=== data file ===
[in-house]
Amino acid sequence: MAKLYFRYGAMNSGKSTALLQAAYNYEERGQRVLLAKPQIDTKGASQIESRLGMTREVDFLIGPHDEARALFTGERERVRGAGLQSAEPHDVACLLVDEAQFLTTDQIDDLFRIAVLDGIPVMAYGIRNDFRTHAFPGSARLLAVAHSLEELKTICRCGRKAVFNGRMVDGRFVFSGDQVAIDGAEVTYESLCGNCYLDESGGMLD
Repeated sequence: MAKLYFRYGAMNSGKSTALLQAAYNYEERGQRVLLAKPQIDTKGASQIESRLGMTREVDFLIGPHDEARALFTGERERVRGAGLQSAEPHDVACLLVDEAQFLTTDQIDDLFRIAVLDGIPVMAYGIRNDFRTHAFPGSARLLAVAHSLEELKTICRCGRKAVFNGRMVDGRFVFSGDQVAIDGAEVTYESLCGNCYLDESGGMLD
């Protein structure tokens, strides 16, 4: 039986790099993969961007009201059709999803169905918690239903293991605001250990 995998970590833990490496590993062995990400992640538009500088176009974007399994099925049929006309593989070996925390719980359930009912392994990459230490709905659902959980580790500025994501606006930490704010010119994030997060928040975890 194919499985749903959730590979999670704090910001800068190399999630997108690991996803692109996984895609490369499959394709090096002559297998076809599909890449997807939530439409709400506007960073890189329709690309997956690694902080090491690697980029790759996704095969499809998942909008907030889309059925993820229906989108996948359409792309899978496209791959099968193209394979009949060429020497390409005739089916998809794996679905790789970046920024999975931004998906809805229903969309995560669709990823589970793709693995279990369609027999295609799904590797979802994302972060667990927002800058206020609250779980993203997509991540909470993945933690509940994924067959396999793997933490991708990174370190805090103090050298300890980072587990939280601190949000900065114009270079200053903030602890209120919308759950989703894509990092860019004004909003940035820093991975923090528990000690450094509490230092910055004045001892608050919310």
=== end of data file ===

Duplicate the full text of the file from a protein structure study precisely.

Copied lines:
[in-house]
Amino acid sequence: MAKLYFRYGAMNSGKSTALLQAAYNYEERGQRVLLAKPQIDTKGASQIESRLGMTREVDFLIGPHDEARALFTGERERVRGAGLQSAEPHDVACLLVDEAQFLTTDQIDDLFRIAVLDGIPVMAYGIRNDFRTHAFPGSARLLAVAHSLEELKTICRCGRKAVFNGRMVDGRFVFSGDQVAIDGAEVTYESLCGNCYLDESGGMLD
Repeated sequence: MAKLYFRYGAMNSGKSTALLQAAYNYEERGQRVLLAKPQIDTKGASQIESRLGMTREVDFLIGPHDEARALFTGERERVRGAGLQSAEPHDVACLLVDEAQFLTTDQIDDLFRIAVLDGIPVMAYGIRNDFRTHAFPGSARLLAVAHSLEELKTICRCGRKAVFNGRMVDGRFVFSGDQVAIDGAEVTYESLCGNCYLDESGGMLD
């Protein structure tokens, strides 16, 4: 039986790099993969961007009201059709999803169905918690239903293991605001250990 995998970590833990490496590993062995990400992640538009500088176009974007399994099925049929006309593989070996925390719980359930009912392994990459230490709905659902959980580790500025994501606006930490704010010119994030997060928040975890 194919499985749903959730590979999670704090910001800068190399999630997108690991996803692109996984895609490369499959394709090096002559297998076809599909890449997807939530439409709400506007960073890189329709690309997956690694902080090491690697980029790759996704095969499809998942909008907030889309059925993820229906989108996948359409792309899978496209791959099968193209394979009949060429020497390409005739089916998809794996679905790789970046920024999975931004998906809805229903969309995560669709990823589970793709693995279990369609027999295609799904590797979802994302972060667990927002800058206020609250779980993203997509991540909470993945933690509940994924067959396999793997933490991708990174370190805090103090050298300890980072587990939280601190949000900065114009270079200053903030602890209120919308759950989703894509990092860019004004909003940035820093991975923090528990000690450094509490230092910055004045001892608050919310």